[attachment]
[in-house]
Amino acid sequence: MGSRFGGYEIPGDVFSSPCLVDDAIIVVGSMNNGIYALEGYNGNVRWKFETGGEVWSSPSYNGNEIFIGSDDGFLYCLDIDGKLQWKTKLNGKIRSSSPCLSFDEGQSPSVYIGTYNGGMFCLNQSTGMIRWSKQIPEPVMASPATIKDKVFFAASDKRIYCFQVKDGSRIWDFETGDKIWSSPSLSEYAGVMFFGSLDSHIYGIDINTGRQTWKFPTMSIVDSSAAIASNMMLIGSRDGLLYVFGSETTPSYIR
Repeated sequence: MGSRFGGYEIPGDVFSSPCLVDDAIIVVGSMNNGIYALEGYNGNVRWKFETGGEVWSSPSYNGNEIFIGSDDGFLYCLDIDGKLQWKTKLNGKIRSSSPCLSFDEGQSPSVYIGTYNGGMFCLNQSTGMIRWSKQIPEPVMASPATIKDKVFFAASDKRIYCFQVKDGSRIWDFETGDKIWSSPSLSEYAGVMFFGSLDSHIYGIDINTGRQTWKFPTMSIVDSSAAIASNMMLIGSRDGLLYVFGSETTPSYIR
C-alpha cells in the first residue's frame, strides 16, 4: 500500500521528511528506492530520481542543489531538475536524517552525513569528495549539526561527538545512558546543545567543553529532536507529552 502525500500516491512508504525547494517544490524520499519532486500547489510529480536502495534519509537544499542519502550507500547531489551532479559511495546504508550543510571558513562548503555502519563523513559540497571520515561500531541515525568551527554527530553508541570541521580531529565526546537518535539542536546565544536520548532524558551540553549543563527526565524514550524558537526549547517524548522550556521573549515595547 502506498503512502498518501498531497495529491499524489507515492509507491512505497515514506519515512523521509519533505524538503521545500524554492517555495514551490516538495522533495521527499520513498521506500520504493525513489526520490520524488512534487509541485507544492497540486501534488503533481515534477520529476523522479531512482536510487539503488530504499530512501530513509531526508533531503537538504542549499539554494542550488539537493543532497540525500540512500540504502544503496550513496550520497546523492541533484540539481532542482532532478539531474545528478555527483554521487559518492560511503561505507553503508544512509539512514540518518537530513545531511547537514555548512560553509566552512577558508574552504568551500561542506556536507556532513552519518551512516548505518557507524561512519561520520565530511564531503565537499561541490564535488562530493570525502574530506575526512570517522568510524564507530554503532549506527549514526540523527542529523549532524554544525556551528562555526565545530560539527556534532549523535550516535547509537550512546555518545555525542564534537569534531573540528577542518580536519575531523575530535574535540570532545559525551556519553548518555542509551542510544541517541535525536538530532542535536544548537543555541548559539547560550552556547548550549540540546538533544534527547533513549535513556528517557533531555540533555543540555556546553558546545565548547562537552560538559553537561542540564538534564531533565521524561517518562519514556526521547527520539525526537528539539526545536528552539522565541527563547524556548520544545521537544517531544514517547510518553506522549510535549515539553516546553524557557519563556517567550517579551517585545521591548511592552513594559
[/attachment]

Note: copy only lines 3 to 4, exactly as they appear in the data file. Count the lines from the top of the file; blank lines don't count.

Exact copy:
Repeated sequence: MGSRFGGYEIPGDVFSSPCLVDDAIIVVGSMNNGIYALEGYNGNVRWKFETGGEVWSSPSYNGNEIFIGSDDGFLYCLDIDGKLQWKTKLNGKIRSSSPCLSFDEGQSPSVYIGTYNGGMFCLNQSTGMIRWSKQIPEPVMASPATIKDKVFFAASDKRIYCFQVKDGSRIWDFETGDKIWSSPSLSEYAGVMFFGSLDSHIYGIDINTGRQTWKFPTMSIVDSSAAIASNMMLIGSRDGLLYVFGSETTPSYIR
C-alpha cells in the first residue's frame, strides 16, 4: 500500500521528511528506492530520481542543489531538475536524517552525513569528495549539526561527538545512558546543545567543553529532536507529552 502525500500516491512508504525547494517544490524520499519532486500547489510529480536502495534519509537544499542519502550507500547531489551532479559511495546504508550543510571558513562548503555502519563523513559540497571520515561500531541515525568551527554527530553508541570541521580531529565526546537518535539542536546565544536520548532524558551540553549543563527526565524514550524558537526549547517524548522550556521573549515595547 502506498503512502498518501498531497495529491499524489507515492509507491512505497515514506519515512523521509519533505524538503521545500524554492517555495514551490516538495522533495521527499520513498521506500520504493525513489526520490520524488512534487509541485507544492497540486501534488503533481515534477520529476523522479531512482536510487539503488530504499530512501530513509531526508533531503537538504542549499539554494542550488539537493543532497540525500540512500540504502544503496550513496550520497546523492541533484540539481532542482532532478539531474545528478555527483554521487559518492560511503561505507553503508544512509539512514540518518537530513545531511547537514555548512560553509566552512577558508574552504568551500561542506556536507556532513552519518551512516548505518557507524561512519561520520565530511564531503565537499561541490564535488562530493570525502574530506575526512570517522568510524564507530554503532549506527549514526540523527542529523549532524554544525556551528562555526565545530560539527556534532549523535550516535547509537550512546555518545555525542564534537569534531573540528577542518580536519575531523575530535574535540570532545559525551556519553548518555542509551542510544541517541535525536538530532542535536544548537543555541548559539547560550552556547548550549540540546538533544534527547533513549535513556528517557533531555540533555543540555556546553558546545565548547562537552560538559553537561542540564538534564531533565521524561517518562519514556526521547527520539525526537528539539526545536528552539522565541527563547524556548520544545521537544517531544514517547510518553506522549510535549515539553516546553524557557519563556517567550517579551517585545521591548511592552513594559